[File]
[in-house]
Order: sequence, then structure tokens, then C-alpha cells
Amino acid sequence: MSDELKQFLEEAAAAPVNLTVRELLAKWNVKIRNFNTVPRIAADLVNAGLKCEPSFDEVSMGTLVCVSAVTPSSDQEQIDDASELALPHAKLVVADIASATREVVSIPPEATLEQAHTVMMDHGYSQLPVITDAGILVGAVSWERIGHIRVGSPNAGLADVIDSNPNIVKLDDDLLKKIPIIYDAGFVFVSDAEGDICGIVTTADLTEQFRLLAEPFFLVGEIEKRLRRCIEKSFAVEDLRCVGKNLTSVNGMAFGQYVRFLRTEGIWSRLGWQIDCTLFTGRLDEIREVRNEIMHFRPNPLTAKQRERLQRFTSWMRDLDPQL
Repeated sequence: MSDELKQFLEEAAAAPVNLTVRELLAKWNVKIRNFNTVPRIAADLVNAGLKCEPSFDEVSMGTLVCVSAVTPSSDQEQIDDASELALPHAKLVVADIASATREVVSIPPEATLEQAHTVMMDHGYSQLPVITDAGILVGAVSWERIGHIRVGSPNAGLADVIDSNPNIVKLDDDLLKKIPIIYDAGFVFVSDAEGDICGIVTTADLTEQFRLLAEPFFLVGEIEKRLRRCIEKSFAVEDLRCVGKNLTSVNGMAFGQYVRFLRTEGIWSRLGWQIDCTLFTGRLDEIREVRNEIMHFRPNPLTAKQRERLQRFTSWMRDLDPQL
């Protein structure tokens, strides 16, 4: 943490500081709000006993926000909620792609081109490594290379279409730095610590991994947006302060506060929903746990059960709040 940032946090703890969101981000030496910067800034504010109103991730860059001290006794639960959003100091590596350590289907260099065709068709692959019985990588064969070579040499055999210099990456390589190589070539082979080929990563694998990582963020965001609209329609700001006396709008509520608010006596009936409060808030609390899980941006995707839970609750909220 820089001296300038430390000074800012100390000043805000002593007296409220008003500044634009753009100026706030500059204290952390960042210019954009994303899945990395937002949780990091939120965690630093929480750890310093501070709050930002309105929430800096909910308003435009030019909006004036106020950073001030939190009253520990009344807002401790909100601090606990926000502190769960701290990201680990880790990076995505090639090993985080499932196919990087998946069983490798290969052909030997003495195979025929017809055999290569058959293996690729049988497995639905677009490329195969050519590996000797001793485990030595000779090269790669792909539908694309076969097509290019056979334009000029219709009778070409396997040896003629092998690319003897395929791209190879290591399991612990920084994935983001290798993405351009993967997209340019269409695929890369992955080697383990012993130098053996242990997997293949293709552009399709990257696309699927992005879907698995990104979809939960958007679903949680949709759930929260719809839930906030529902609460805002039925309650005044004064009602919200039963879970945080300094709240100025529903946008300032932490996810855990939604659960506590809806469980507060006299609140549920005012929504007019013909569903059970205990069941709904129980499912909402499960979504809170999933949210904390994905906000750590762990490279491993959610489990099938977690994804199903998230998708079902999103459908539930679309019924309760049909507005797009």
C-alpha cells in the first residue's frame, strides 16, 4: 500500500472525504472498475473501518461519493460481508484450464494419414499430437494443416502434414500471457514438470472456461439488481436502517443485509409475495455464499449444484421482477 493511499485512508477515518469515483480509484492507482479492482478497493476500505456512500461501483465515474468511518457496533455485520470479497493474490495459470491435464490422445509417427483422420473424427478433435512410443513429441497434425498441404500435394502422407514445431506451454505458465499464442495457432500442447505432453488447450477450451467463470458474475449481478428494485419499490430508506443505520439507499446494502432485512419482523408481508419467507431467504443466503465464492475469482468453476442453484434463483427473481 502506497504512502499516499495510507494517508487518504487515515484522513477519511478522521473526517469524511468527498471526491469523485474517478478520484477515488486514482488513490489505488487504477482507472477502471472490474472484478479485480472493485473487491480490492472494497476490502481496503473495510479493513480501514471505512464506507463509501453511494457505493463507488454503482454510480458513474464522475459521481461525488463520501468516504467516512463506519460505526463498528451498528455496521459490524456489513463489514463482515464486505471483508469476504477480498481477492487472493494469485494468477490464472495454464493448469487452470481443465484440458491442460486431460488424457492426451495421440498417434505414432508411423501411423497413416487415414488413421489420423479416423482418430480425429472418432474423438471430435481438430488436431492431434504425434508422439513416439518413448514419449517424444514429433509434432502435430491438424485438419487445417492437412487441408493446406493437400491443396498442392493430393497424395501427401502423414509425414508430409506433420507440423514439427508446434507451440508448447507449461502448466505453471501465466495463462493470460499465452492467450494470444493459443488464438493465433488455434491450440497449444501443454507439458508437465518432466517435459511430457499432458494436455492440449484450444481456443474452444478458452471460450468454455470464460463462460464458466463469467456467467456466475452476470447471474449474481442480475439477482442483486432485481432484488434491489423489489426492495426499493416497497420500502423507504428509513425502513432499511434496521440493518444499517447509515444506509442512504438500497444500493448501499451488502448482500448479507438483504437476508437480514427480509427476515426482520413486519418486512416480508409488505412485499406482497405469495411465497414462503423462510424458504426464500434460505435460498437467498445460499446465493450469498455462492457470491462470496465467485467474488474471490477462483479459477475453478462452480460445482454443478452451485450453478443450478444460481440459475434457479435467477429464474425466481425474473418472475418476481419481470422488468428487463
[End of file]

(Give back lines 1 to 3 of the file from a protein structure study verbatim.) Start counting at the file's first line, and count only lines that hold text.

[in-house]
Order: sequence, then structure tokens, then C-alpha cells
Amino acid sequence: MSDELKQFLEEAAAAPVNLTVRELLAKWNVKIRNFNTVPRIAADLVNAGLKCEPSFDEVSMGTLVCVSAVTPSSDQEQIDDASELALPHAKLVVADIASATREVVSIPPEATLEQAHTVMMDHGYSQLPVITDAGILVGAVSWERIGHIRVGSPNAGLADVIDSNPNIVKLDDDLLKKIPIIYDAGFVFVSDAEGDICGIVTTADLTEQFRLLAEPFFLVGEIEKRLRRCIEKSFAVEDLRCVGKNLTSVNGMAFGQYVRFLRTEGIWSRLGWQIDCTLFTGRLDEIREVRNEIMHFRPNPLTAKQRERLQRFTSWMRDLDPQL